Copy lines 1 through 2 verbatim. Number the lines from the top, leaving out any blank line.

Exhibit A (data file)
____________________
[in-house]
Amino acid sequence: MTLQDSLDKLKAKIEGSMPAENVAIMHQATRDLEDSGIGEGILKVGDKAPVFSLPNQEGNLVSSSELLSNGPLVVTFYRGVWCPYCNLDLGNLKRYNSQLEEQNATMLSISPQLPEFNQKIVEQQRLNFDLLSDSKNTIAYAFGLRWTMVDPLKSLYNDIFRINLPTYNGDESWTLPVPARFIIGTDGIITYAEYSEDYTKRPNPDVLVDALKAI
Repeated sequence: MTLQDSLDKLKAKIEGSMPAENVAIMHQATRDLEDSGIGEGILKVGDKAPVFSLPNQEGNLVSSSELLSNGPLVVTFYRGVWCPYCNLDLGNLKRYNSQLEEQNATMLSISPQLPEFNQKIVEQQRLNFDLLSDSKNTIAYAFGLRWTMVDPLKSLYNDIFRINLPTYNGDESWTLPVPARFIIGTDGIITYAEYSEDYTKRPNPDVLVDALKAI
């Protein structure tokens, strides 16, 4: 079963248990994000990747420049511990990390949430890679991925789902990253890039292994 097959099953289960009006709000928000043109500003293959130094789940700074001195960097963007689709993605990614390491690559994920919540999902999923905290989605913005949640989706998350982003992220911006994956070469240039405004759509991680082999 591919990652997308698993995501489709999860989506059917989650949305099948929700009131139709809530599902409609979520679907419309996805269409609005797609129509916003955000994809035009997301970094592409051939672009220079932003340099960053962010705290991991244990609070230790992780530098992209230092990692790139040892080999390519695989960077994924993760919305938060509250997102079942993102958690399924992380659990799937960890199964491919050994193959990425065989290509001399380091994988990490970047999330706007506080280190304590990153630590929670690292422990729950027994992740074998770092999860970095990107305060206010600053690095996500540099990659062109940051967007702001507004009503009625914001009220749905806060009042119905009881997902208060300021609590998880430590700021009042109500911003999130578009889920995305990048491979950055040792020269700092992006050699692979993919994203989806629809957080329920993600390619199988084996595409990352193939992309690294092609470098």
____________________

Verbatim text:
[in-house]
Amino acid sequence: MTLQDSLDKLKAKIEGSMPAENVAIMHQATRDLEDSGIGEGILKVGDKAPVFSLPNQEGNLVSSSELLSNGPLVVTFYRGVWCPYCNLDLGNLKRYNSQLEEQNATMLSISPQLPEFNQKIVEQQRLNFDLLSDSKNTIAYAFGLRWTMVDPLKSLYNDIFRINLPTYNGDESWTLPVPARFIIGTDGIITYAEYSEDYTKRPNPDVLVDALKAI